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This Lucy-lover was born on a snowy Valentine's Day in New Jersey in 1962. While my mother was being wheeled into the delivery room, hospital rooms with the luxury of a television enjoyed a re-run of "I Love Lucy." Just 13 minutes into the episode, I became the world's newest Jersey boy. No matter where I've traveled and how many TV shows I've binged in my 57 years, two things remain constant: New Jersey and Lucy - Perfect Together!



As an infant, Lucille Ball's father was a lineman, and briefly lived with newborn Lucy in Trenton, New Jersey, the state capital, although no official address has ever been established for her short stay in the Garden State before her family settled in Jamestown, New York. Ball's television characters continually haled from Jamestown, bringing fame to the small Chautuaqua County town. Had Lucy's family stayed in Trenton, history might have been very different, but the Garden State stayed peripherally involved the Queen of Comedy's life and work.

In 1937, Lucy landed the role she hoped would lead her to Broadway, the Bartlett Cormack play Hey Diddle Diddle, a comedy set in a duplex apartment in Hollywood. The play premiered at McCarter Theatre in Princeton, on January 21, 1937, with Ball playing the part of Julie Tucker, one of three roommates coping with neurotic directors, confused executives, and grasping stars. The play was scheduled to open on Broadway at the Vanderbilt Theatre, but closed after one week in Washington, DC, when leading man Conway Tearle suddenly became gravely ill.

A decade later, Ball returned to McCarter in a play called Dream Girl by Elmer Rice. Lucy played the role of Georgina Allerton and toured the play to several cities, including New York (albeit Brooklyn and the Bronx). In 1948 she got an opportunity to play the role in Los Angeles, but once again illness - this time hers - scuttled the plans.

When Ball finally got to Broadway in 1960 in the musical Wildcat, harsh weather forced the closure of the New Jersey Turnpike, stranding the trucks transporting the scenery and thereby delaying Lucy's long-awaited Broadway debut.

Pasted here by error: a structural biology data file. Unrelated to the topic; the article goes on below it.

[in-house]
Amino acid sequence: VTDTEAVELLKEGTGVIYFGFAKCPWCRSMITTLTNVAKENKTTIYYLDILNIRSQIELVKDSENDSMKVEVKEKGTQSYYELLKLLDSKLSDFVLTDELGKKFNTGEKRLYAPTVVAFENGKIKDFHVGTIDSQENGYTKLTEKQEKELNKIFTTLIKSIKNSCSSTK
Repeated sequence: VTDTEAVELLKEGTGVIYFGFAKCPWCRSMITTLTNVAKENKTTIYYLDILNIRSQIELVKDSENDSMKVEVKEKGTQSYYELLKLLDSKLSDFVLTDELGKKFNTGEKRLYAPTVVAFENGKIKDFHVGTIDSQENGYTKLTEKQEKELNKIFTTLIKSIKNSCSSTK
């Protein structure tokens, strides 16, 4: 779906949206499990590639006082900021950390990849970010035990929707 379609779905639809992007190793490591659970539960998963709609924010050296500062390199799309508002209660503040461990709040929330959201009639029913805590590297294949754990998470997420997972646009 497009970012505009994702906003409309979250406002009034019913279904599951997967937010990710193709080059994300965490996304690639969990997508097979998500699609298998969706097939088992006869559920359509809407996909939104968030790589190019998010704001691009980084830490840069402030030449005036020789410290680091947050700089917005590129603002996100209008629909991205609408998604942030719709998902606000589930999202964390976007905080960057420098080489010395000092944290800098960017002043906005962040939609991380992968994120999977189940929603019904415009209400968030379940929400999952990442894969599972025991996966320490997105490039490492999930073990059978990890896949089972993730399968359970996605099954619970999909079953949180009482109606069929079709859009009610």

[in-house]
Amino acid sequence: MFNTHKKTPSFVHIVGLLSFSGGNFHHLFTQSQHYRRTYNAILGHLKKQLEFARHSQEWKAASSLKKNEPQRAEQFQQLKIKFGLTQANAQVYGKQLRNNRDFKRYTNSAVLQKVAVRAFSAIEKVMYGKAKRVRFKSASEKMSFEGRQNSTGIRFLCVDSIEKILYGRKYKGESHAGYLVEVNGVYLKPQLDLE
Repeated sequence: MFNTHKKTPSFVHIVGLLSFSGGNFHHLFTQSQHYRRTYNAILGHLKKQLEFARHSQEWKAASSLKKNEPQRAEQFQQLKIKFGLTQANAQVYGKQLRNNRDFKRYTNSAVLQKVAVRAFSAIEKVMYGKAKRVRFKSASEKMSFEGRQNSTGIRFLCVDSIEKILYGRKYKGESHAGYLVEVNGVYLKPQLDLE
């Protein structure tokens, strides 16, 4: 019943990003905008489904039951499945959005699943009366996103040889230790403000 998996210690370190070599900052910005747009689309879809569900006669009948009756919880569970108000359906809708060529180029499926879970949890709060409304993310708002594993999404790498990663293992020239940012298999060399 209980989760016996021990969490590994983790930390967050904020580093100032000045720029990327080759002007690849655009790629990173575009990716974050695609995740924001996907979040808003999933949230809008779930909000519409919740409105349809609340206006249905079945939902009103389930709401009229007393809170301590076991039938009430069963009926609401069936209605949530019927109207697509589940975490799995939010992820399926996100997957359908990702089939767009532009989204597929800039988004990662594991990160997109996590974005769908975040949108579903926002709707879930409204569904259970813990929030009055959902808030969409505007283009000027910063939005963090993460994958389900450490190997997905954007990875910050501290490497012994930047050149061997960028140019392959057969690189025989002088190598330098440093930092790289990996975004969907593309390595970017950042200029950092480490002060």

In 1983, Lucy came to Paper Mill Playhouse in Millburn to see her daughter Lucie Arnaz and her husband Lawrence Luckinbill in The Guardsman. Due to her great fame, Ball was ushered in the side door just as the lights went down. This was the same theatre where Lucy's TV co-star Vivian Vance performed in Phoebe Ephron's play My Daughter, Your Son in 1970.

Speaking of Paper Mill, one of its brightest 'Rising Stars' is Bergen County's own Matthew Scott, who had the privilege of performing opposite Lucille Ball (or rather Sandra Dickinson as Lucille Ball) in the 2017 London premiere of I Loved Lucy, a play by Lee Tannen about the later years of America's favorite redhead. The Jersey boy (who was actually on Broadway in Jersey Boys) played author Tannen in the two-person show.

Although Tannen's theatrical homage to Lucy has yet to play the Jersey boards, in 2011 Suzanne LaRusch brought her one-woman show Thank You for Asking: An Evening With Lucille Ball to Beach Haven's Surflight Theatre. The show featured direction by none other than Lucie Arnaz. A year earlier, the JERSEY SHORE hosted a reading of The Cuban and the Redhead by Robert Bartley and Danny Whitman. The one-night-only reading in Asbury Park paved the way for full productions of the new musical about the tempestuous romance of Lucy and Desi. Could Broadway be in its future?

Although actor Oscar Nuñez (TV's "The Office") was born in Cuba, the Nuñez family relocated to Union City when Oscar was just four. In an inspired bit of casting, Nuñez is set to play Cuban-born Desi Arnaz in an Actors Fund benefit reading of I Love Lucy: A Funny Thing Happened on the Way to the Sitcom by Gregg Oppenheimer, son of one of the creators of "I Love Lucy." The one-night-only reading will take place in Beverly Hills, California, in March.

Middletown actor and writer Billy Van Zandt has said that the highlight of his career was acting alongside his comedic hero Lucille Ball on her final television series "Life With Lucy" (1987). He was nominated for an Emmy Award for his television special "I Love Lucy: The Very First Show" (1990), the first airing of the long-lost pilot for the series filmed in 1951 and not previously seen by the public. The pilot was used to interest potential sponsors, and it wasn't long before tobacco company Philip Morris agreed to back the new show. The series premiered in the fall of 1951 and the rest is television history. For the remainder of the 1950s, America came to love Lucy - as well as Ricky, Ethel, and Fred.


Lucille Ball SLEPT HERE?

Just off the Parkway, on the corner of Clive Street and Mason Drive in Edison, is the famed Lucille Ball house and Pond. Despite the nickname, neither Lucille Ball nor anyone in her family ever owned or lived in the home. The property was recently purchased by developers and word quickly spread about plans to demolish the home and fill in the pond. This brought an outpouring of community support to help save the pond for ecological and aesthetic reasons.